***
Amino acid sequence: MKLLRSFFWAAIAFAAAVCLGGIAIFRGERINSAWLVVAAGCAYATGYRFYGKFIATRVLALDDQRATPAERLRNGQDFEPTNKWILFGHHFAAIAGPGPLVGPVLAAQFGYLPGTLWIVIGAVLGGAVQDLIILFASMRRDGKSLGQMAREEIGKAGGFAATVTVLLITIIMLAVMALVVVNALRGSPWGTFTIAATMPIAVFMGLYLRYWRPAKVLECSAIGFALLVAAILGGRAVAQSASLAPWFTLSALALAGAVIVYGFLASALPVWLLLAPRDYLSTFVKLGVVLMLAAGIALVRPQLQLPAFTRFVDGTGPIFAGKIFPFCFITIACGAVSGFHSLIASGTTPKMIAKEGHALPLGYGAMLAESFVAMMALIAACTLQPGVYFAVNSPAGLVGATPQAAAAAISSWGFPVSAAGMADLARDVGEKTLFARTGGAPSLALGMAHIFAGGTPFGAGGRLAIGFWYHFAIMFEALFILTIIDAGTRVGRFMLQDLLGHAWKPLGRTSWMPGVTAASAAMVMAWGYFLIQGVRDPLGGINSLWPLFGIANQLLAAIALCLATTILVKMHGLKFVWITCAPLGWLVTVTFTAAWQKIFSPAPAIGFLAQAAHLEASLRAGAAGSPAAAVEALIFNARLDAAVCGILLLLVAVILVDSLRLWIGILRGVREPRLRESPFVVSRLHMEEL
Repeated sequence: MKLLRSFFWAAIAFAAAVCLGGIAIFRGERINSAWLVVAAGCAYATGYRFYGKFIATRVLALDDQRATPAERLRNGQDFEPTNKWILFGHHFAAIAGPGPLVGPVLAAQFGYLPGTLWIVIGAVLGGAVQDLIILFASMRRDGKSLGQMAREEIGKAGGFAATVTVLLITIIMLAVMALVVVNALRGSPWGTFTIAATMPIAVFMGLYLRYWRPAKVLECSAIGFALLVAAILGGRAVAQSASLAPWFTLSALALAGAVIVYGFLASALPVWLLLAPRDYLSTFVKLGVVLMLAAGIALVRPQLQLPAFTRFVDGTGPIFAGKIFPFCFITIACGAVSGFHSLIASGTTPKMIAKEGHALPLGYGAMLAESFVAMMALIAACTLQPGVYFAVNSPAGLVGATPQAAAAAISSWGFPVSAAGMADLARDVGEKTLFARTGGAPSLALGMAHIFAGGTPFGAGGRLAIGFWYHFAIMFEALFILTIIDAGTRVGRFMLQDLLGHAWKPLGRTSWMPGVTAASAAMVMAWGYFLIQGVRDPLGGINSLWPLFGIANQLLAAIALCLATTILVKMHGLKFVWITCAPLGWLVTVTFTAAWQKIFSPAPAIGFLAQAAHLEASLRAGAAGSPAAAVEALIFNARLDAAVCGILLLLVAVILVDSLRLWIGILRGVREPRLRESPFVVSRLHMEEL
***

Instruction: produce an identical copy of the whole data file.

Amino acid sequence: MKLLRSFFWAAIAFAAAVCLGGIAIFRGERINSAWLVVAAGCAYATGYRFYGKFIATRVLALDDQRATPAERLRNGQDFEPTNKWILFGHHFAAIAGPGPLVGPVLAAQFGYLPGTLWIVIGAVLGGAVQDLIILFASMRRDGKSLGQMAREEIGKAGGFAATVTVLLITIIMLAVMALVVVNALRGSPWGTFTIAATMPIAVFMGLYLRYWRPAKVLECSAIGFALLVAAILGGRAVAQSASLAPWFTLSALALAGAVIVYGFLASALPVWLLLAPRDYLSTFVKLGVVLMLAAGIALVRPQLQLPAFTRFVDGTGPIFAGKIFPFCFITIACGAVSGFHSLIASGTTPKMIAKEGHALPLGYGAMLAESFVAMMALIAACTLQPGVYFAVNSPAGLVGATPQAAAAAISSWGFPVSAAGMADLARDVGEKTLFARTGGAPSLALGMAHIFAGGTPFGAGGRLAIGFWYHFAIMFEALFILTIIDAGTRVGRFMLQDLLGHAWKPLGRTSWMPGVTAASAAMVMAWGYFLIQGVRDPLGGINSLWPLFGIANQLLAAIALCLATTILVKMHGLKFVWITCAPLGWLVTVTFTAAWQKIFSPAPAIGFLAQAAHLEASLRAGAAGSPAAAVEALIFNARLDAAVCGILLLLVAVILVDSLRLWIGILRGVREPRLRESPFVVSRLHMEEL
Repeated sequence: MKLLRSFFWAAIAFAAAVCLGGIAIFRGERINSAWLVVAAGCAYATGYRFYGKFIATRVLALDDQRATPAERLRNGQDFEPTNKWILFGHHFAAIAGPGPLVGPVLAAQFGYLPGTLWIVIGAVLGGAVQDLIILFASMRRDGKSLGQMAREEIGKAGGFAATVTVLLITIIMLAVMALVVVNALRGSPWGTFTIAATMPIAVFMGLYLRYWRPAKVLECSAIGFALLVAAILGGRAVAQSASLAPWFTLSALALAGAVIVYGFLASALPVWLLLAPRDYLSTFVKLGVVLMLAAGIALVRPQLQLPAFTRFVDGTGPIFAGKIFPFCFITIACGAVSGFHSLIASGTTPKMIAKEGHALPLGYGAMLAESFVAMMALIAACTLQPGVYFAVNSPAGLVGATPQAAAAAISSWGFPVSAAGMADLARDVGEKTLFARTGGAPSLALGMAHIFAGGTPFGAGGRLAIGFWYHFAIMFEALFILTIIDAGTRVGRFMLQDLLGHAWKPLGRTSWMPGVTAASAAMVMAWGYFLIQGVRDPLGGINSLWPLFGIANQLLAAIALCLATTILVKMHGLKFVWITCAPLGWLVTVTFTAAWQKIFSPAPAIGFLAQAAHLEASLRAGAAGSPAAAVEALIFNARLDAAVCGILLLLVAVILVDSLRLWIGILRGVREPRLRESPFVVSRLHMEEL